When I saw the 1949 film of The Great Gatsby, the only other person in the screening room was Edmund Wilson(whom I didn’t know). Afterward, as he left, a smiling Paramount publicity man asked him how he had liked the picture. “Not very much, I’m afraid,” said Wilson,and kept walking to the elevator.
As someone who has long believed that there is something morally repellant about living in a country that prides itself on being the greatest democracy in the world but where the top one-tenth of one percent of the people "earn" as much money per year collectively as the entire bottom fifty percent of working people, I would like to offer a modest proposal that might "level the playing field," as the popular saying has it, and thus provide a foundation for a democracy worthy of the name.
Mia Farrow, a really terrific actress with a sharp mind and a deep spirit, is a goodwill ambassador for UNICEF. One of the places in the world where children's lives are most imperiled is Darfur, which she has visited on study missions. She knows as much as anyone about the situation in Sudan, except possibly the killers themselves: 400,000 murdered, many of them children. Millions are desperate refugees, hungry, sick, hopeless. She is embarked on a crusade to persuade money managers, mutual funds and pension investors to disinvest from corporations that prop up the Khartoum regime.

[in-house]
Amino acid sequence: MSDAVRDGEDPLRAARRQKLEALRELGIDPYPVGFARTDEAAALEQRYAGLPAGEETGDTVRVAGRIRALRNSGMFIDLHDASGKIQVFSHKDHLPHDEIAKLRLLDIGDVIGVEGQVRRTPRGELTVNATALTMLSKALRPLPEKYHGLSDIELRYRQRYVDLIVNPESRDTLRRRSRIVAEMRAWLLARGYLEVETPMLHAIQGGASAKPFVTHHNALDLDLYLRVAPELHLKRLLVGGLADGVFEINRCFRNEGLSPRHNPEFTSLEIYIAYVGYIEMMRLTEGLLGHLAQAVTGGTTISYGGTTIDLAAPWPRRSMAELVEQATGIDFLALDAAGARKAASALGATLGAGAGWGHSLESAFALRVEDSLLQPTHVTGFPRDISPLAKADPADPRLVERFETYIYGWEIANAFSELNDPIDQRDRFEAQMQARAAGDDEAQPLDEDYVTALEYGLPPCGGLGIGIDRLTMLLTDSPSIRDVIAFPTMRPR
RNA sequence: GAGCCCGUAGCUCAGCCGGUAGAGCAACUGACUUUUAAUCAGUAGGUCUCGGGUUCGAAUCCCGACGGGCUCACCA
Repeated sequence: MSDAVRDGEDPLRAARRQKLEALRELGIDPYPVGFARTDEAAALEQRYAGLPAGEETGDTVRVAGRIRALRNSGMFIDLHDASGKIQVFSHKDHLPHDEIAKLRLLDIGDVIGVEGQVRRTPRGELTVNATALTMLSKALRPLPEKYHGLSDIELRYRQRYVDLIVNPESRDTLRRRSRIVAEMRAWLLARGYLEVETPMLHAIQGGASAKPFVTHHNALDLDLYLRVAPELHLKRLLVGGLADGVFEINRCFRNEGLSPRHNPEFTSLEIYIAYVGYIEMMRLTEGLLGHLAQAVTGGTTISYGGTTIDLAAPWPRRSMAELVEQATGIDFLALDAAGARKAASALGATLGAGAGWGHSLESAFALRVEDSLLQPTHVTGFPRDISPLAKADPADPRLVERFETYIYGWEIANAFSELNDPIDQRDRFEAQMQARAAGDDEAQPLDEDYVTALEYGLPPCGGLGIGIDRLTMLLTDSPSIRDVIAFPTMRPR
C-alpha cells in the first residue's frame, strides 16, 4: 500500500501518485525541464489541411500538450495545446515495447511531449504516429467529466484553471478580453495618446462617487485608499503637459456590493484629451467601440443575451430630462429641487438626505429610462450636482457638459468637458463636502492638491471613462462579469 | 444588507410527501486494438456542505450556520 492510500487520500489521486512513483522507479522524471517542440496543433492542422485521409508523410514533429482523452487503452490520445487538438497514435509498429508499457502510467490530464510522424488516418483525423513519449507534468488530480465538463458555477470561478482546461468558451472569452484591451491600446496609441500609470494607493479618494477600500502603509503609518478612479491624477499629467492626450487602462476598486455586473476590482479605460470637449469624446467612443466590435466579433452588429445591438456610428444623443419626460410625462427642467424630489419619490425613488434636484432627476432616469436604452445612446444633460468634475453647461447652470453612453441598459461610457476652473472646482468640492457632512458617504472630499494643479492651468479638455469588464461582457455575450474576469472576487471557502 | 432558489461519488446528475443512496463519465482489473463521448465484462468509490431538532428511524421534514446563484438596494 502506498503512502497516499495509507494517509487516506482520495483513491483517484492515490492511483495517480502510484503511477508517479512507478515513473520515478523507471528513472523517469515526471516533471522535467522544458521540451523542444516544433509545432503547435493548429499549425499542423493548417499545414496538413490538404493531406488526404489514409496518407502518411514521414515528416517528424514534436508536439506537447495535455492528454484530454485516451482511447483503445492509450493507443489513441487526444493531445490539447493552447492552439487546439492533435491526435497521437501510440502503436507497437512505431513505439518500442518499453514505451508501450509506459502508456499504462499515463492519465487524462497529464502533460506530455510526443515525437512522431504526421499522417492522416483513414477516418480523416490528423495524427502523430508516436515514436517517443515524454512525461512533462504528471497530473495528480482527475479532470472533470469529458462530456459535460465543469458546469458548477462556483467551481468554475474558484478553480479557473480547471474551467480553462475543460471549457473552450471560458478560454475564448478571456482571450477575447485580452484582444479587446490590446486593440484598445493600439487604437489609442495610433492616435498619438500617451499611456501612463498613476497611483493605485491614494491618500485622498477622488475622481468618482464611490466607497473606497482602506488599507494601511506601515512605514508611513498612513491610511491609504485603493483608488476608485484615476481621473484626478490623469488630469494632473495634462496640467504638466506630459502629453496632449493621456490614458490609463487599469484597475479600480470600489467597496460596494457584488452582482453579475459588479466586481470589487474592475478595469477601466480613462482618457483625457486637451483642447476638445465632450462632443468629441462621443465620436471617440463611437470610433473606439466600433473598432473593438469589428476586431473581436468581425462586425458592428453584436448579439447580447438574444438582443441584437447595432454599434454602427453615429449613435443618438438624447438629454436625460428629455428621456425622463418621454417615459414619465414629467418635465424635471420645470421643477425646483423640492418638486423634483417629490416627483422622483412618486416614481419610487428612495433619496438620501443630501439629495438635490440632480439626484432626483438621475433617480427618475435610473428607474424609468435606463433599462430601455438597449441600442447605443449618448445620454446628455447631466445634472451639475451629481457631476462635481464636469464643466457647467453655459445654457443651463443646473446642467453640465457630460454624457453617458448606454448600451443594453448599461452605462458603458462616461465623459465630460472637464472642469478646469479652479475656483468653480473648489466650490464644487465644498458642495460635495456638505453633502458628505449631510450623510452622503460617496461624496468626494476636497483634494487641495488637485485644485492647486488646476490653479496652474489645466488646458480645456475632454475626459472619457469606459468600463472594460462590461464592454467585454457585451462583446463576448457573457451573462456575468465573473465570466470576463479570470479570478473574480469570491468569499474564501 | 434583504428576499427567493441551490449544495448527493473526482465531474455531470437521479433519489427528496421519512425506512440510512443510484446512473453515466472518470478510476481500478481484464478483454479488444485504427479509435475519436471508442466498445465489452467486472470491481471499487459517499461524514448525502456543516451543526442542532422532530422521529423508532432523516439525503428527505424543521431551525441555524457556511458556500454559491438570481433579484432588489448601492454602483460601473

SINCE THE 1960S, WHEN Michael McClure imagined Billy the Kid humping Jean Harlow in The Beard and Barbara Garson had Lyndon Johnson whacking Jack Kennedy in MacBird, it has grown obvious that actual people, often still among us, have become the grist of American playwriting. In one recent week alone, a musical opened by Michael John LaChiusa called First Lady Suite, featuring Eleanor Roosevelt, Jackie Kennedy, and Mamie Eisenhower, along with a semi-fictional comedy by A.R. Gurney called Mrs. Farnsworth, about a Vassar woman who may or may not have been impregnated by George W.
Now that a New York judge has mercifully told Woody Allen and Mia Farrow to put a cork in it, one may seize the blessed silence to ask why so many people are upset and enraged by this story. I mean upset and enraged at more than Woody's appalling behavior with his ex-girlfriend's adoptive Korean daughter, Soon-Yi. I think it has to do in part with people being angry at themselves for having assumed that the Woody of the movies was the same as Woody off-screen, the Woody of Elaine's, the clarinet, and the Knicks games.